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Poem by John Gay


The Quidnunckis


How vain are mortal man's endeavours?
(Said, at dame Elleot's, master Travers)
Good Orleans dead! in truth 'tis hard:
Oh! may all statesmen die prepar'd!
I do foresee (and for foreseeing
He equals any man in being)
The army ne'er can be disbanded.
--I with the king was safely landed.
Ah friends! great changes threat the land!
All France and England at a stand!
There's Meroweis--mark! strange work!
And there's the Czar, and there's the Turk--
The Pope--An India-merchant by
Cut short the speech with this reply:
All at a stand? you see great changes?
Ah, sir! you never saw the Ganges:
There dwells the nation of Quidnunckis
(So Monomotapa calls monkeys
On either bank from bough to bough,
They meet and chat (as we may now):
Whispers go round, they grin, they shrug,
They bow, they snarl, they scratch, they hug;
And, just as chance or whim provoke them,
They either bite their friends, or stroke them.
There have I seen some active prig,
To show his parts, bestride a twig:
Lord! how the chatt'ring tribe admire!
Not that he's wiser, but he's higher:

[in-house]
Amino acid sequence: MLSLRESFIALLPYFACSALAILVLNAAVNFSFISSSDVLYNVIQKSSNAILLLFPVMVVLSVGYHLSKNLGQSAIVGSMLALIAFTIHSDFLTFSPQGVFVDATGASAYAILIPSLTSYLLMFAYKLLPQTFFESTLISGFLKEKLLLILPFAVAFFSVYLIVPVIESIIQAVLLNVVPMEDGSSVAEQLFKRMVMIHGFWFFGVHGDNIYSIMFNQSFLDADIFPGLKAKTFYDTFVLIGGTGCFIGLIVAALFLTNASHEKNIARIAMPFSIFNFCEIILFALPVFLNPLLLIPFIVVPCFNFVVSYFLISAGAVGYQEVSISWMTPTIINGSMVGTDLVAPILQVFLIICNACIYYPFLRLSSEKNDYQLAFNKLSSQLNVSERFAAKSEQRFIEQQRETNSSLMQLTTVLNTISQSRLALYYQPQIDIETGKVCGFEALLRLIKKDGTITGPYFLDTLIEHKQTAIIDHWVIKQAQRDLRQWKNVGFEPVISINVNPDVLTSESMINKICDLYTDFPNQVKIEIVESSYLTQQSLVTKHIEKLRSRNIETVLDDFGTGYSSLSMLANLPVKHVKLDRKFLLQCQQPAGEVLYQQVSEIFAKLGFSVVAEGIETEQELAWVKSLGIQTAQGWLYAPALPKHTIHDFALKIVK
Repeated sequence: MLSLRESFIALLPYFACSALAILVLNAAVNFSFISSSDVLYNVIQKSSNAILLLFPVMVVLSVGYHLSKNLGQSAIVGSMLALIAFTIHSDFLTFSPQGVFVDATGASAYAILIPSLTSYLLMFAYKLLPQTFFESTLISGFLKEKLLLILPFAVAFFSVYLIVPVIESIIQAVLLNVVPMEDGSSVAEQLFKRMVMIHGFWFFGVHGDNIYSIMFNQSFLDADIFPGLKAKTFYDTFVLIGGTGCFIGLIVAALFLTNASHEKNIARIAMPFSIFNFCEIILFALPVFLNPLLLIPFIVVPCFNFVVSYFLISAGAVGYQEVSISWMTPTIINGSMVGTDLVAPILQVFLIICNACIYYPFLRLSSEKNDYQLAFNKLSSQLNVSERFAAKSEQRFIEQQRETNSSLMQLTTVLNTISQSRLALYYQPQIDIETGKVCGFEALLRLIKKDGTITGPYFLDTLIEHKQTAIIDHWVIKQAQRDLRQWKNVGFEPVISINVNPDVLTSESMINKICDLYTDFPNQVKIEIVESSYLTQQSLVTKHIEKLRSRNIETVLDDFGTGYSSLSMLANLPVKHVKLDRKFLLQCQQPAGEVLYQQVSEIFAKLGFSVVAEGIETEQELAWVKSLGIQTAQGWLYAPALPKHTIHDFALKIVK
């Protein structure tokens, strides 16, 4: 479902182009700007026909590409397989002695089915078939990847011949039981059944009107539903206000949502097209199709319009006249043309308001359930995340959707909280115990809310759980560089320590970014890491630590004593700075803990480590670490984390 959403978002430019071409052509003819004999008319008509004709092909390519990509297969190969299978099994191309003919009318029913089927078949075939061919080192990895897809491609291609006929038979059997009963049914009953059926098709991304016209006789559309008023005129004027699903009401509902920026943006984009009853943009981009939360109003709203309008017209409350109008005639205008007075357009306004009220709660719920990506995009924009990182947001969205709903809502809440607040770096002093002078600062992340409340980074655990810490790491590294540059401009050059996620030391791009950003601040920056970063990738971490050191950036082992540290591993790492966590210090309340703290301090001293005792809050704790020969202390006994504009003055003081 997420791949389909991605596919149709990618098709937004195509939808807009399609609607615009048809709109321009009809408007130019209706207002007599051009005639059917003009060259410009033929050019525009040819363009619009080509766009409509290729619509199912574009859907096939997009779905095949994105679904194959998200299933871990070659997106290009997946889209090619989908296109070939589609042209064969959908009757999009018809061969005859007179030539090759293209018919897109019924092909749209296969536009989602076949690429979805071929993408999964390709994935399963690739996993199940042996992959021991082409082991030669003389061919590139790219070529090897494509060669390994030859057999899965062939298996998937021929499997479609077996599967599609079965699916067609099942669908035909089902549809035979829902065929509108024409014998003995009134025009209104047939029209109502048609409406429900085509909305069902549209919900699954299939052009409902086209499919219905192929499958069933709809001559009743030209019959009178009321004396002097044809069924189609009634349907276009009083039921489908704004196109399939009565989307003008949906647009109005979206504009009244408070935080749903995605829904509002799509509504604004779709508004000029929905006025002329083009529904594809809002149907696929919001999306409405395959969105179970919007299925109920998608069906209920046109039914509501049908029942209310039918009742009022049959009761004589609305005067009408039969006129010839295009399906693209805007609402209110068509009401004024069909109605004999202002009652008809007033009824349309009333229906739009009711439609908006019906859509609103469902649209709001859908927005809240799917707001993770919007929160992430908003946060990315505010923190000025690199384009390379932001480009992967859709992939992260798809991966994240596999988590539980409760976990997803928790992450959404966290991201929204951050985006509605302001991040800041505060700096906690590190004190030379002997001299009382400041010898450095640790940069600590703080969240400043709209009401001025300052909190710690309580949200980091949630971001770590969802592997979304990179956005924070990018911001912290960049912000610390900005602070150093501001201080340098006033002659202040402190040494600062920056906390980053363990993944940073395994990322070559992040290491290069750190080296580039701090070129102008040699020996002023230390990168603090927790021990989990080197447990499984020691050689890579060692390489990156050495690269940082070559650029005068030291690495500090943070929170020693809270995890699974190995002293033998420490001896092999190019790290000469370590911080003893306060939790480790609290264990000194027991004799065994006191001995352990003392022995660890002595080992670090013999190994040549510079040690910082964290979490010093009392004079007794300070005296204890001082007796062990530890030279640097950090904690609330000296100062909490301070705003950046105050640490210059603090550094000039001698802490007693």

All long to try the vent'rous thing,
(For power is but to have one's swing).
From side to side he springs, he spurns,
And bangs his foes and friends by turns.
Thus as in giddy freaks he bounces,
Crack goes the twig, and in he flounces!
Down the swift stream the wretch is borne;
Never, ah never, to return!
Zounds! what a fall had our dear brother!
Morbleu! cries one; and damme, t'other.
The nation gives a general screech;
None cocks his tail, none claws his breech;
Each trembles for the public weal,
And for a while forgets to steal.
Awhile all eyes intent and steady
Pursue him whirling down the eddy:
But, out of mind when out of view,
Some other mounts the twig anew;
And business on each monkey shore
Runs the same track it ran before. 



                      John Gay


John Gay's other poems:
  1. Sweet William's Farewell To Black-Ey'd Susan
  2. To A Young Lady, With Some Lampreys
  3. He That Tastes Woman
  4. An Elegy on a Lap-dog
  5. Part II. Fable 12. Pan and Fortune


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